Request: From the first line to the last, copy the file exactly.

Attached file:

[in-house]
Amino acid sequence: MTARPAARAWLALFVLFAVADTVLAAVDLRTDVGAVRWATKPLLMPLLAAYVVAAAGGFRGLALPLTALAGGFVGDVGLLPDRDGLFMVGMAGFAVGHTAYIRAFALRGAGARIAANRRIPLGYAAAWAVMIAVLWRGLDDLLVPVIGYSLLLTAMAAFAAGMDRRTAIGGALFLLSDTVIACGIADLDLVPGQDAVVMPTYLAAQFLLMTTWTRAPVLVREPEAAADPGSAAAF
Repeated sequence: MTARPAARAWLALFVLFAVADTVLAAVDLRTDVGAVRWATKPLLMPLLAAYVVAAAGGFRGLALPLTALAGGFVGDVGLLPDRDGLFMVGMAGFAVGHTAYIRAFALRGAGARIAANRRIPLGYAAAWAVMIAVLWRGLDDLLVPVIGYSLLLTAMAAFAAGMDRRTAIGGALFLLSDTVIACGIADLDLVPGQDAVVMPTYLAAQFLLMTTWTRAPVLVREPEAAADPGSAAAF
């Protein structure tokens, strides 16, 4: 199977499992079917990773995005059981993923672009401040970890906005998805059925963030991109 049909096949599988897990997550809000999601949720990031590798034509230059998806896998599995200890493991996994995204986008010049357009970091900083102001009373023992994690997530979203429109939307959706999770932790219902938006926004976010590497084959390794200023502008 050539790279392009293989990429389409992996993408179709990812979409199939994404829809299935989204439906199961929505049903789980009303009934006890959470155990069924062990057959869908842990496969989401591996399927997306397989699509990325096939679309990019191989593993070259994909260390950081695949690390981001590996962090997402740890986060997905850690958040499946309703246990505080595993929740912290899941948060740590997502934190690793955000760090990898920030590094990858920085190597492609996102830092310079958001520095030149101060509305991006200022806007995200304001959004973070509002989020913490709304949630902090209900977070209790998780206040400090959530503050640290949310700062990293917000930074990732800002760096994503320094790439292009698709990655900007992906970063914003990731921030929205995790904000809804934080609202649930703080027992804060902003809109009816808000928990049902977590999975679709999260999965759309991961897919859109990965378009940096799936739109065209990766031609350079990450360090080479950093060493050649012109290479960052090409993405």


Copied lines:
[in-house]
Amino acid sequence: MTARPAARAWLALFVLFAVADTVLAAVDLRTDVGAVRWATKPLLMPLLAAYVVAAAGGFRGLALPLTALAGGFVGDVGLLPDRDGLFMVGMAGFAVGHTAYIRAFALRGAGARIAANRRIPLGYAAAWAVMIAVLWRGLDDLLVPVIGYSLLLTAMAAFAAGMDRRTAIGGALFLLSDTVIACGIADLDLVPGQDAVVMPTYLAAQFLLMTTWTRAPVLVREPEAAADPGSAAAF
Repeated sequence: MTARPAARAWLALFVLFAVADTVLAAVDLRTDVGAVRWATKPLLMPLLAAYVVAAAGGFRGLALPLTALAGGFVGDVGLLPDRDGLFMVGMAGFAVGHTAYIRAFALRGAGARIAANRRIPLGYAAAWAVMIAVLWRGLDDLLVPVIGYSLLLTAMAAFAAGMDRRTAIGGALFLLSDTVIACGIADLDLVPGQDAVVMPTYLAAQFLLMTTWTRAPVLVREPEAAADPGSAAAF
């Protein structure tokens, strides 16, 4: 199977499992079917990773995005059981993923672009401040970890906005998805059925963030991109 049909096949599988897990997550809000999601949720990031590798034509230059998806896998599995200890493991996994995204986008010049357009970091900083102001009373023992994690997530979203429109939307959706999770932790219902938006926004976010590497084959390794200023502008 050539790279392009293989990429389409992996993408179709990812979409199939994404829809299935989204439906199961929505049903789980009303009934006890959470155990069924062990057959869908842990496969989401591996399927997306397989699509990325096939679309990019191989593993070259994909260390950081695949690390981001590996962090997402740890986060997905850690958040499946309703246990505080595993929740912290899941948060740590997502934190690793955000760090990898920030590094990858920085190597492609996102830092310079958001520095030149101060509305991006200022806007995200304001959004973070509002989020913490709304949630902090209900977070209790998780206040400090959530503050640290949310700062990293917000930074990732800002760096994503320094790439292009698709990655900007992906970063914003990731921030929205995790904000809804934080609202649930703080027992804060902003809109009816808000928990049902977590999975679709999260999965759309991961897919859109990965378009940096799936739109065209990766031609350079990450360090080479950093060493050649012109290479960052090409993405």